When civil war broke out, most secular education stopped, as schools were bombed and the government, which had hired teachers, collapsed. However, some dedicated teachers struggled on during the 1990s, often without pay. Students continued to come, eager to learn even when there were no chairs or desks and no roof on the school. In the absence of a government, parents contributed what they could toward supplies so their children could continue to get an education.
Higher Education. Somali National University in Mogadishu, founded in 1970, was the nation's principal university before the civil war. Courses were offered in education, sciences, law, medicine, engineering, geology, economics, agriculture, and veterinary science. The National Adult Education Center was established in the late 1970s to combat a relapse in literacy among the adult nomadic population.
In 1981 the Nomad Education Program was created by the Barre government, which established boarding schools in ten regions and selected students from various clan-families to attend school for sixty days. Students ranged in age from fourteen to fifty, but most were in their twenties. After completing the course, they went home and taught what they had learned to other members of the clan-family. The most relevant courses for the nomad students were those related to geography and the environment. Other valuable classes were those in personal hygiene, nutrition, first aid, and midwifery for female students. The Nomad Education Program, like so many others, died during the civil war.
Somali National University was largely destroyed in the fighting in Mogadishu. University professors and Somali intellectuals began working in 1993 to establish a private university in Mogadishu. The new Mogadishu University was finally opened in September 1997. It offers programs in Shari'a and Law, Education, Arts, Business and Economics, and Computer Science. Somaliland also opened a private university, Amoud University, in 1997. It is largely supported by international funding and by Somalis living in the United Arab Emirates.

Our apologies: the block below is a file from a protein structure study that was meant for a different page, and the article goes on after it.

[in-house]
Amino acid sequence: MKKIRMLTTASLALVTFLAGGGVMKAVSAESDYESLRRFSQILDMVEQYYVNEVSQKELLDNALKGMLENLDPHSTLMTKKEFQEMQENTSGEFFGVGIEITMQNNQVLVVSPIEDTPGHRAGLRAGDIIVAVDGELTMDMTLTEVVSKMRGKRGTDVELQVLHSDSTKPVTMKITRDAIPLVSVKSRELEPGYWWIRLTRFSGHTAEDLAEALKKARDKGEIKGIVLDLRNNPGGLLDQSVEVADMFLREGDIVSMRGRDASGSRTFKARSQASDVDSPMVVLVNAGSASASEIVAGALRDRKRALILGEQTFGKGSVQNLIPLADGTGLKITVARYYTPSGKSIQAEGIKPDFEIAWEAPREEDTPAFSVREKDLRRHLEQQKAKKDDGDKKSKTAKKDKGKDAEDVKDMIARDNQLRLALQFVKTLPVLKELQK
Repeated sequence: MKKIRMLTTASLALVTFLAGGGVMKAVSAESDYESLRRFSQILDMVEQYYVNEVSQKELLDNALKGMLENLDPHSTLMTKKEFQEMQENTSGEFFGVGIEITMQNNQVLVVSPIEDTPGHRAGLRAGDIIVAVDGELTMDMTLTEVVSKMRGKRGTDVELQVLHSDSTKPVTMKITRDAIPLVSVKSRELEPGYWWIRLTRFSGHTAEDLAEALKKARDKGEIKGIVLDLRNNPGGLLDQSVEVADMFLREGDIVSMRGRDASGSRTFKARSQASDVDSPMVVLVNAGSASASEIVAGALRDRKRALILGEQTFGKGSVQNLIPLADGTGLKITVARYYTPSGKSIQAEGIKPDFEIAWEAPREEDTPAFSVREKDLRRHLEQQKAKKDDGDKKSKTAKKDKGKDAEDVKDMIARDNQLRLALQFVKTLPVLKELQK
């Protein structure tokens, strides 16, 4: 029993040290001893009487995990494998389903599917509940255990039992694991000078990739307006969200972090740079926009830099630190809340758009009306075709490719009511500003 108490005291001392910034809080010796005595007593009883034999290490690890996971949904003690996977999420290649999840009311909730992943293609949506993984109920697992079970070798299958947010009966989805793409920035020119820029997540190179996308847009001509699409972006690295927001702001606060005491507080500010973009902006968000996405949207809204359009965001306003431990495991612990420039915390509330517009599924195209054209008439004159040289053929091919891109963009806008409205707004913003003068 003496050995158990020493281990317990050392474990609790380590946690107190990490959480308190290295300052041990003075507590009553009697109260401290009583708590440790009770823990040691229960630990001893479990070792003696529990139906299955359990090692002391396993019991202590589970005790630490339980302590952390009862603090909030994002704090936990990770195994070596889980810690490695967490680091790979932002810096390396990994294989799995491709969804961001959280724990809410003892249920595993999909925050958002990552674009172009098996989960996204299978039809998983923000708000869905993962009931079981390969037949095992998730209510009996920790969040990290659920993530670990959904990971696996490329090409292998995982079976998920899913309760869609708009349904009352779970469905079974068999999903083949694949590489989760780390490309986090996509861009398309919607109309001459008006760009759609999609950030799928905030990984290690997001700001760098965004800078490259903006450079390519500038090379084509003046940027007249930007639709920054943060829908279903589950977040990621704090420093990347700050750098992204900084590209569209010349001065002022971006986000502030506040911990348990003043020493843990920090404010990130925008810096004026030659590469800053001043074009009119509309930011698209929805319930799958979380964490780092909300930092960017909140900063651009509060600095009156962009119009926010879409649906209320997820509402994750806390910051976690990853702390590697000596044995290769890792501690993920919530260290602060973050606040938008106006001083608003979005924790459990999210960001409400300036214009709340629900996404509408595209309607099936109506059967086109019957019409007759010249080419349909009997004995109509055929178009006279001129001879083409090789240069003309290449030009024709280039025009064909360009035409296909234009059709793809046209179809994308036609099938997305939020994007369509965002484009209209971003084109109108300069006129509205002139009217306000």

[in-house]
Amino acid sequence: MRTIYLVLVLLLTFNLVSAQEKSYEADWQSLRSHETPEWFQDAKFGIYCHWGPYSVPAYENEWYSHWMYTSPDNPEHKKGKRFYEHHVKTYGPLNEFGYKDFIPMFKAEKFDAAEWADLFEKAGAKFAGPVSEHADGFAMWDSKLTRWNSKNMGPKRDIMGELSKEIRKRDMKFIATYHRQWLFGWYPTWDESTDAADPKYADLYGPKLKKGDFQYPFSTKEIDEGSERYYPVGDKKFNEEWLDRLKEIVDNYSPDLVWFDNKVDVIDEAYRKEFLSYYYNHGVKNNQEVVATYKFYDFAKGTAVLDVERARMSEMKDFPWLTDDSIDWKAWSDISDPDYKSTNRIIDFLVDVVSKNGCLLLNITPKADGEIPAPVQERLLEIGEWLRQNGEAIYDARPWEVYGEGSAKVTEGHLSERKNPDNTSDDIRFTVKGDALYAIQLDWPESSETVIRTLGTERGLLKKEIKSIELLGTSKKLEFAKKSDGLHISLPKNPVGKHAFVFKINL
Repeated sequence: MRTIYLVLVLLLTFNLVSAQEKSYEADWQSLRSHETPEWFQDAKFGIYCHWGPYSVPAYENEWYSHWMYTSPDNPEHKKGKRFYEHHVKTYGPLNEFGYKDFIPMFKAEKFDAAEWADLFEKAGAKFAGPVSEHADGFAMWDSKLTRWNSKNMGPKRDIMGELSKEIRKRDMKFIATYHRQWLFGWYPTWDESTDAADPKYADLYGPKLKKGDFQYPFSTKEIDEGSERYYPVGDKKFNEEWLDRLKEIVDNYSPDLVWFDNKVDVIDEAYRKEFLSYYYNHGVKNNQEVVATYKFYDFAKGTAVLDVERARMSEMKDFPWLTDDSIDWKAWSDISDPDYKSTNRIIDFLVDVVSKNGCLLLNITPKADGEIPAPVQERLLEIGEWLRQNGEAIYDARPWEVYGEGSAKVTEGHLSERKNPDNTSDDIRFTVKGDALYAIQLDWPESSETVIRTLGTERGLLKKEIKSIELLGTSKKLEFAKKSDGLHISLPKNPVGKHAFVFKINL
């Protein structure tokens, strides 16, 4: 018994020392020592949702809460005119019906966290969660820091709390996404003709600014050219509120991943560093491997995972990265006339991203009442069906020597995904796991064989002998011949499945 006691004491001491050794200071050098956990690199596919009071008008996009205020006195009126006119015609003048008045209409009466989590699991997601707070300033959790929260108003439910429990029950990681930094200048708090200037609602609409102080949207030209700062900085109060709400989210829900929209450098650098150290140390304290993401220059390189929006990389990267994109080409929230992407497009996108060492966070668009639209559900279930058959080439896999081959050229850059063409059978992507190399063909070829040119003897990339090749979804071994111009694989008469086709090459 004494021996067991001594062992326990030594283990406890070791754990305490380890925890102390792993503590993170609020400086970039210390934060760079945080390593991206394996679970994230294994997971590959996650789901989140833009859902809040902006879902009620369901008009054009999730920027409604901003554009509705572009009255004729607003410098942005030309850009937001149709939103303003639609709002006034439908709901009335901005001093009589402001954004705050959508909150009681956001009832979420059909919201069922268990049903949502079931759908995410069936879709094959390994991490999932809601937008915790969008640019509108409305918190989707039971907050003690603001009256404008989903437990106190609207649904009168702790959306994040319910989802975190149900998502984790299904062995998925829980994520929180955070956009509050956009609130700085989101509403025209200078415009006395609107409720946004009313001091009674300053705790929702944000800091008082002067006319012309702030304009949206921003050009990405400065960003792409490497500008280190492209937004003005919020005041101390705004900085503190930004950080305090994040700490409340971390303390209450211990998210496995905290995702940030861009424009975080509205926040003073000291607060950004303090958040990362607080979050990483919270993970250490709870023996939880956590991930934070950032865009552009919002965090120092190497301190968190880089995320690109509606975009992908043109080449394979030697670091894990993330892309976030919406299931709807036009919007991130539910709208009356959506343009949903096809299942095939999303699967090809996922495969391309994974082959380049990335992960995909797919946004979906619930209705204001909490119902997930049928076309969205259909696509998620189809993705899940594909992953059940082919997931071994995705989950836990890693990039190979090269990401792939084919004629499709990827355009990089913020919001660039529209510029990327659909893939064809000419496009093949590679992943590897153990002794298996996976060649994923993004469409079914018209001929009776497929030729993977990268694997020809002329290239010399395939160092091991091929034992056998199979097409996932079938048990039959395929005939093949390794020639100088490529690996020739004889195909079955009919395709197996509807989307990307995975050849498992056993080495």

In the Somali language soo maal, a common greeting of welcome, refers to the act of milking, offering a guest the opportunity to milk an animal and get himself something to drink. Somalis offer a milky tea and burn incense to welcome visitors.
Somalis greet one another by saying, "Maalin wanaagsan" (Good day) or "Nabad myah?" (How are you?). Men of the same clan-family then share a long handshake. Women greet one another informally and may hug and kiss one another on the cheek. Members of unrelated clan-families do not shake hands or exchange intimacies. Somalis also use certain Arab hand gestures to communicate.
Religious Beliefs. Religion is a major influence on the lives of Somalis. They are Sunni Muslims of the Shafi'ite rite, with great interest in Sufi spiritualism, characterized by chanting, whirling, chewing qat, (a narcotic leaf), and falling into a trance as a way of communing with Allah. They also include the veneration of Somali saints in religious worship.
Added to the daily practice of Islam is a belief in mortal spirits called jinn, said to be descended from a fallen heavenly spirit. According to folk beliefs, jinn can cause misfortune and illness or can help humans.
Somalis believe the poor, weak, or injured have special spiritual powers given by Allah, so Somalis are always kind to the less fortunate in hopes that they will not use this power for evil against them.
Religious Practitioners. Unlike other Muslims, Somalis believe that both their religious and secular leaders have the power to bless and to curse people. This power, believed to be given by Allah, is called baraka. Baraka is believed to linger at the tombs of Somali saints and to help cure illness and resolve other troubles upon a visit to the tomb. Islamic teachers and mosque officials make up a large portion of religious practitioners (Islam has no priests).
Somali followers of Sufiism, given the name Dervishes, dedicate themselves to a life of religion by preaching Islam and giving up all possessions. The Sufi are also known for the farming communities and religious centers they established in southern Somalia, called jamaat.
Among nomads, a respected male leader or religious devotee might be appointed wadad. His duties are to lead prayers and to perform ritual sacrifices on religious holidays and special occasions. He also learns folk astronomy, which is used for healing, divination, and to determine times for migration.